It’s just in human nature to use things against the manufacturer’s recommended use.
We had an old churn in the kitchen. I can’t remember it not being there. Our churn was never employed to make butter or anything like that, it just kept the refrigerator door closed. It’s just in human nature to use things against the manufacturer’s recommended use.
There was a big indoor yard sale at the Cullman County Ag Center a while back, and they had a churn just like the one that I remember from growing up. I say remember, but until I saw the one at the yard sale I hadn’t thought about that churn since we got a new refrigerator in 1997.
The yard sale made me think of the churn. This kind of thing happens to me all the time. Something will trigger my memory and I don’t just remember, I’m there. I think that’s why I like to go to yard sales and and thrift stores.
The churn took me back to the kitchen with it’s ancient white and black tile in a curious pattern. There was the refrigerator with it’s faux wooden inlays on the handles. Inside the fridge was the mystery Country Crock containers that Mom used for leftovers. Once she sent a bunch of them full of Mexican Cornbread (or something like that) to work with Dad so he could share with coworkers. One poor man opened his container to find actual Country Crock. I think we used Country Crock instead of butter because my grandfather had died of a heart attack.
The new refrigerator door stayed closed, so the churn was retired to the mud room. We were too emotionally attached to it to get rid of it, ugly as it was. The lid was long gone and it the finish was cracked and chipped, but because it had been with us so long it had earned a permanent spot on the register of Wells Home Furniture: we were not getting rid of it. It’s funny how you can become attached to a thing no matter how useless it has become.
When I was a teenager, we had an extended guest who broke the churn after carelessly moving it. I think my Mom cried. Because it had outlived it’s original use and it’s ad hoc use we didn’t replace it, its only function was sentimentality, a curio relic from a bygone era.
It would have been impossible to replace it anyway. It would be like replacing a family member. Shopping for a new one would have only made you sad about the one that you lost.
Look at that. I’m tearing up about a churn. I didn’t buy that churn at the yard sale. But I did just buy a new refrigerator the other day. It’s got an alarm that dings at you if the door is open.
I love yard sales. Previously loved merchandise. Everything you never knew you couldn’t live without can be found at a yard sale. Part of the fun of a yard sale is digging through the junk to find the treasure. Sometimes it’s only digging through junk. Even when you do find treasure, it sometimes only seems like treasure because the junk makes it look better. This is how I got back into film photography.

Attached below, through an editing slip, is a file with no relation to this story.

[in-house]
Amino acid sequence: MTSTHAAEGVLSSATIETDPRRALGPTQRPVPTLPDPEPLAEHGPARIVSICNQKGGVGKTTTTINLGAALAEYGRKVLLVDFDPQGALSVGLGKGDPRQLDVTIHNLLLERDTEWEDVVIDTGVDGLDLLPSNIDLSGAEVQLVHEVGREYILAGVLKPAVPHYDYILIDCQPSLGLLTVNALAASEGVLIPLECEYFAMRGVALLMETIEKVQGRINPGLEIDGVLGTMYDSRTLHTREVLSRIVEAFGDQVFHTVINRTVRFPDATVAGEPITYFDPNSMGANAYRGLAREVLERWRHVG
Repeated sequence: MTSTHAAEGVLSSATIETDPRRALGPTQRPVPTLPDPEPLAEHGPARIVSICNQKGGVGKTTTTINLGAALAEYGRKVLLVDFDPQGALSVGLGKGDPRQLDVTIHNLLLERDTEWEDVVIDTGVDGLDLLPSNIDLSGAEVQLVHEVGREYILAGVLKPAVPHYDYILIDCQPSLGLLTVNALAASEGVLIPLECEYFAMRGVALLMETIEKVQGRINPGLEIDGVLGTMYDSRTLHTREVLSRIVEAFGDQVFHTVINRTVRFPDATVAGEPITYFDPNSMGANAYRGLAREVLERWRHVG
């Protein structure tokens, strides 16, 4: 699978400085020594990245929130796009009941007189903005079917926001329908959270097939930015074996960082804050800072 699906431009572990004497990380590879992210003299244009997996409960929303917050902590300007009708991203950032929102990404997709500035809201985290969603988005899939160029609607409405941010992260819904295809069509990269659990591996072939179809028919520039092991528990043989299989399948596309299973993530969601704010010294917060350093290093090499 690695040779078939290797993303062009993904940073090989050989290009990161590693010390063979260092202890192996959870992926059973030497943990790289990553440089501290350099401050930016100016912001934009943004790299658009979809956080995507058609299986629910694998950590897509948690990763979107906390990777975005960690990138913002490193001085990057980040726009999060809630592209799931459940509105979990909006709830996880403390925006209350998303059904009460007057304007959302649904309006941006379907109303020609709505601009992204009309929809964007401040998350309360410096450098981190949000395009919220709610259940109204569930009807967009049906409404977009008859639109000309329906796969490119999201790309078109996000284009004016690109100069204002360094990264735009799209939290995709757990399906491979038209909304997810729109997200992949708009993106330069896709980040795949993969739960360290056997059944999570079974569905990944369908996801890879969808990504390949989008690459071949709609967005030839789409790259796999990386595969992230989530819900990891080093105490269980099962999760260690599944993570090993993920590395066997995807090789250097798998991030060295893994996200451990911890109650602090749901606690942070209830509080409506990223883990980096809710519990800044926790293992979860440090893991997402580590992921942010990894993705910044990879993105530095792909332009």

I have a recurring dream that I find a cache of treasure (usually guitars) for sale dirt cheap at some yard sale or thrift store. From time to time it comes true. Like the time I found a bunch of pocket knives at an estate sale. Today I’m thinking about the time I stumbled upon the motherlode of film camera equipment at the church yard sale. The yard sale itself had a half acre of merchandise spilling off of tables and onto tarps. There was an entire table full of lenses, filters, flashes, and bulbs. On the edge of the table was whicker basket full of film cameras. My mind went back to photography class when I spotted a pristine Canon A-1 Camera with a 50mm lens. I picked it up and instinctively focused the lens on one of the yard sale characters walking around. I advanced the film lever and clicked the shutter release button. There was the unmistakable whir of a shutter quickly opening and closing. A sound that even kids born in the 21st century will recognize from their iPhone camera.
I was hooked. Camera in hand, I walked over to Sis. Tina Updike, who was running the cash register that day. “How much for the camera Sis. Tina?” I asked. She frowned at me like she’d never seen a camera before she asked, “Is $10 too much?” I quickly paid for the camera before I had a chance to talk myself out of taking up a new hobby. I also went and scooped a couple of lenses, another SLR camera, and an enlarger so I could develop my own film.
As I fiddled with the camera and did a little bit of research to refresh my new found venture in to film photography, I began to think abstractly how film photography is more like life than the convenient digital photography that has cemented it’s place in our culture over the past twenty or so years. There was a time when cameras were investments, now they are just features on our phones. Camera phones have made us all photographers.
Think about when you were a kid. Unless you don’t remember having to take pictures with a camera, take your undeveloped film to Wal-Mart, shop around for an hour until you could finally pick up an envelope of actual pictures. Not only did you have to purchase film, but you had to pay for the pictures before you could decide that you were a terrible photographer. You kept the pictures anyway, and couldn’t wait to show them to your friends. The next time you had company, you’d pass around your pictures and you’d all laugh at the ones that didn’t come out like you wanted. The few pictures that came out great got an elevated frame or refrigerator status.
The first roll of film that I shot with my Canon A-1 was interesting. There were 24 frames. It made me stop and think before I snapped the shutter. I had to manually focus each picture. I had to wait a couple of weeks before I could see the fruit of my labor. Long enough to almost forget what I’d shot. Opening that first envelope of pictures was quite emotional. I sat down and looked through them with my wife. Like any roll of film, there were some duds. An image with uninteresting subject material, a poorly focused shot, or improper exposure. Even so, there were few really good pictures that I framed.
A photograph is frozen moment in time. Henri Cartier-Bresson spoke of the decisive moment, or the perfect moment to freeze in time. You can’t retake the same picture, because time will move forward. You’ll stop and refocus, changing the composition. Life is much more like a roll of film with a set amount of frames than a digital phone camera where we can take endless pictures in order to capture an image of how we think we should look. It’s a sobering thought, time.